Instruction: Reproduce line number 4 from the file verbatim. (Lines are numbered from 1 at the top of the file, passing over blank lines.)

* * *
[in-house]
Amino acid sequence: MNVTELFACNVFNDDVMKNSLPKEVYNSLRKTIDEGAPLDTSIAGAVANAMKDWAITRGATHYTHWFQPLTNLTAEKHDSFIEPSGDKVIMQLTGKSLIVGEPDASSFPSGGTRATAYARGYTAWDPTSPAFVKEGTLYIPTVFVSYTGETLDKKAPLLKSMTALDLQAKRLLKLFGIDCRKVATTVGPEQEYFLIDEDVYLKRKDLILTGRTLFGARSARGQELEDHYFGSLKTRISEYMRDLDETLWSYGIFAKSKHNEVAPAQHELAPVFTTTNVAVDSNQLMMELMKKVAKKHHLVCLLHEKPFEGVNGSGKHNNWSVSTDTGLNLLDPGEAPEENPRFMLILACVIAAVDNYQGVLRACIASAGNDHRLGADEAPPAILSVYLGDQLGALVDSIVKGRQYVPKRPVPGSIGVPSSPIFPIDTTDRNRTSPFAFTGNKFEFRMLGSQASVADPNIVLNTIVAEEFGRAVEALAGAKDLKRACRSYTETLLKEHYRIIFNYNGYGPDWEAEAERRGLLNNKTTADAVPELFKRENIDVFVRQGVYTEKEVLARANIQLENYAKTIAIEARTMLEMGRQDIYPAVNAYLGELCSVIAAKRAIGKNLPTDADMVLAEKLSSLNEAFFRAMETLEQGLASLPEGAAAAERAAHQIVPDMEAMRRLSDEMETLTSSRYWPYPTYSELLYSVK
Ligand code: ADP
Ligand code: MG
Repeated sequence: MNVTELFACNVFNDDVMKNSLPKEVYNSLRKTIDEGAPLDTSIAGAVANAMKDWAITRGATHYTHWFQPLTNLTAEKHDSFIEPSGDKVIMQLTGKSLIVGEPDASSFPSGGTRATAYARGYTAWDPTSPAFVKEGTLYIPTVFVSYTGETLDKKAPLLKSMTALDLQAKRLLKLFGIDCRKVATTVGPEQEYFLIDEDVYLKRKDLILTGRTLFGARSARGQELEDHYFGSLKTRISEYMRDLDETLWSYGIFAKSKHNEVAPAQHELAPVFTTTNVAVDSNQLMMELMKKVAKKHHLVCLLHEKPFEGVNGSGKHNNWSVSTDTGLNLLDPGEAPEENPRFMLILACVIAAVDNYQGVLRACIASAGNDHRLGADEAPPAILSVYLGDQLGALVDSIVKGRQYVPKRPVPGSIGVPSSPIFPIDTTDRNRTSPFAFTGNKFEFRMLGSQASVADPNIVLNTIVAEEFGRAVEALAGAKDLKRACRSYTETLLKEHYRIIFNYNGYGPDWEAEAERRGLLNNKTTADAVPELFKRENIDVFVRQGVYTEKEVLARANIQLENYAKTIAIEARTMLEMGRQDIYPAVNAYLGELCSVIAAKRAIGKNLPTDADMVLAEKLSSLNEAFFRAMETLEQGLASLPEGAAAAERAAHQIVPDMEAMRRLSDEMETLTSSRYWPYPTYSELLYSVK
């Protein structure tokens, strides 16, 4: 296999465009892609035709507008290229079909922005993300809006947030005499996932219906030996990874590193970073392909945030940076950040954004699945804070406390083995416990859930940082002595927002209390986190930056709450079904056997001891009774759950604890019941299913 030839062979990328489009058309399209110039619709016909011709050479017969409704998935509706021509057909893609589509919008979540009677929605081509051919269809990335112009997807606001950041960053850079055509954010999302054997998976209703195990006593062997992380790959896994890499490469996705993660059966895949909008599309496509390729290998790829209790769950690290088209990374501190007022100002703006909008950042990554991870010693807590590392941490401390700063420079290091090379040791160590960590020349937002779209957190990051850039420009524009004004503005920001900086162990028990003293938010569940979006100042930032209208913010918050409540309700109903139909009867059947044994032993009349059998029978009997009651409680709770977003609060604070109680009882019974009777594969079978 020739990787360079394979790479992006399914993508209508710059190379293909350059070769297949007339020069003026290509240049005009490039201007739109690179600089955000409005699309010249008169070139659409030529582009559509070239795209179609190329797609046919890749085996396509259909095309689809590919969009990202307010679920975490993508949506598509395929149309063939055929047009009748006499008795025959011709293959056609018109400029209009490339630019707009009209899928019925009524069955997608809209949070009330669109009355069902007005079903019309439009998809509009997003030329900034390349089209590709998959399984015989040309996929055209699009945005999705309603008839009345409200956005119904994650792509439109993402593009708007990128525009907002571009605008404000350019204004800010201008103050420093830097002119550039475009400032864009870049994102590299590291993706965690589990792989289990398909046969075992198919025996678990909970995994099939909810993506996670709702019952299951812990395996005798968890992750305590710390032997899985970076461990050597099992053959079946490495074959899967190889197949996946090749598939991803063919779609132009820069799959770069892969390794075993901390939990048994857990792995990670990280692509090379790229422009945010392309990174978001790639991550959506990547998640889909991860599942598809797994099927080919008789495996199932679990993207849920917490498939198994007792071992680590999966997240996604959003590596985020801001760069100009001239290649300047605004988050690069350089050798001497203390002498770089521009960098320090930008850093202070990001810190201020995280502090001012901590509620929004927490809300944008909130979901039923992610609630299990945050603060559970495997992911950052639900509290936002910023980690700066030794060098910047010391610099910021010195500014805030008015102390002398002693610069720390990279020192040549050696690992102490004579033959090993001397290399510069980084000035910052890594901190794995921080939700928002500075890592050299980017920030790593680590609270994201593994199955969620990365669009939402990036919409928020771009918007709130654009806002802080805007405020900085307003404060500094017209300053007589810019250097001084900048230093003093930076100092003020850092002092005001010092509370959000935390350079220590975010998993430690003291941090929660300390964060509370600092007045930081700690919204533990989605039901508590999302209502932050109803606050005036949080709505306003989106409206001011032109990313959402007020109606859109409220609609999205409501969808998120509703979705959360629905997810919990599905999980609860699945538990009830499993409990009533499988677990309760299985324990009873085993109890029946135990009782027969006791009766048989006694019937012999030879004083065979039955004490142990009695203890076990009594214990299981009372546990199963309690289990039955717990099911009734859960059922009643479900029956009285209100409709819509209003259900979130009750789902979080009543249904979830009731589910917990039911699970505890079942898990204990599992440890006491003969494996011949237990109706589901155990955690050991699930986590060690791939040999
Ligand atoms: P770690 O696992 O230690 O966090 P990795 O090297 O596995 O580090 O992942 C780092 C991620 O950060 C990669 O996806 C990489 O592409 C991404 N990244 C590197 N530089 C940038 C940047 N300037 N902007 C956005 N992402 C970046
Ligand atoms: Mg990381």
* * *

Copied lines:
Ligand code: MG